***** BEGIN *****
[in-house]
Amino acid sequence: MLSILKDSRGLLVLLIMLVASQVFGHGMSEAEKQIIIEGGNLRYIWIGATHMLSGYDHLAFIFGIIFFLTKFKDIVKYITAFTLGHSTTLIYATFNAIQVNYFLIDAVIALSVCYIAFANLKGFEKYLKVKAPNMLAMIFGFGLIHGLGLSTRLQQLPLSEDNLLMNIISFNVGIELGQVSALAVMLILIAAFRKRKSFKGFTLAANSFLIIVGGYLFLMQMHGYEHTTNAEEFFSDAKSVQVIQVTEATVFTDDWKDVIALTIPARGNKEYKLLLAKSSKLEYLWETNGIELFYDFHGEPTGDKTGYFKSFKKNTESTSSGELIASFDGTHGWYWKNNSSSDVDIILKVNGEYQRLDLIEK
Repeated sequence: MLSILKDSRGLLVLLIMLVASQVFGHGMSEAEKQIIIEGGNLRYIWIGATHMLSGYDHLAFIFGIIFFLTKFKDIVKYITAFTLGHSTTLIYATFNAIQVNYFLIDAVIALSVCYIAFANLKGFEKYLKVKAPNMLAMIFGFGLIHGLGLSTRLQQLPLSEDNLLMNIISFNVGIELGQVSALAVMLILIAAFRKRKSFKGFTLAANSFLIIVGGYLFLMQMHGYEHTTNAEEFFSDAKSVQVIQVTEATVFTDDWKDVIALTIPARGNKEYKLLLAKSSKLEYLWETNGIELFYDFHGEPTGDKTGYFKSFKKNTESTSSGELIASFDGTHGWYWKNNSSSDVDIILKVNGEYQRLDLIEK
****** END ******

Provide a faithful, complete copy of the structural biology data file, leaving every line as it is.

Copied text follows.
[in-house]
Amino acid sequence: MLSILKDSRGLLVLLIMLVASQVFGHGMSEAEKQIIIEGGNLRYIWIGATHMLSGYDHLAFIFGIIFFLTKFKDIVKYITAFTLGHSTTLIYATFNAIQVNYFLIDAVIALSVCYIAFANLKGFEKYLKVKAPNMLAMIFGFGLIHGLGLSTRLQQLPLSEDNLLMNIISFNVGIELGQVSALAVMLILIAAFRKRKSFKGFTLAANSFLIIVGGYLFLMQMHGYEHTTNAEEFFSDAKSVQVIQVTEATVFTDDWKDVIALTIPARGNKEYKLLLAKSSKLEYLWETNGIELFYDFHGEPTGDKTGYFKSFKKNTESTSSGELIASFDGTHGWYWKNNSSSDVDIILKVNGEYQRLDLIEK
Repeated sequence: MLSILKDSRGLLVLLIMLVASQVFGHGMSEAEKQIIIEGGNLRYIWIGATHMLSGYDHLAFIFGIIFFLTKFKDIVKYITAFTLGHSTTLIYATFNAIQVNYFLIDAVIALSVCYIAFANLKGFEKYLKVKAPNMLAMIFGFGLIHGLGLSTRLQQLPLSEDNLLMNIISFNVGIELGQVSALAVMLILIAAFRKRKSFKGFTLAANSFLIIVGGYLFLMQMHGYEHTTNAEEFFSDAKSVQVIQVTEATVFTDDWKDVIALTIPARGNKEYKLLLAKSSKLEYLWETNGIELFYDFHGEPTGDKTGYFKSFKKNTESTSSGELIASFDGTHGWYWKNNSSSDVDIILKVNGEYQRLDLIEK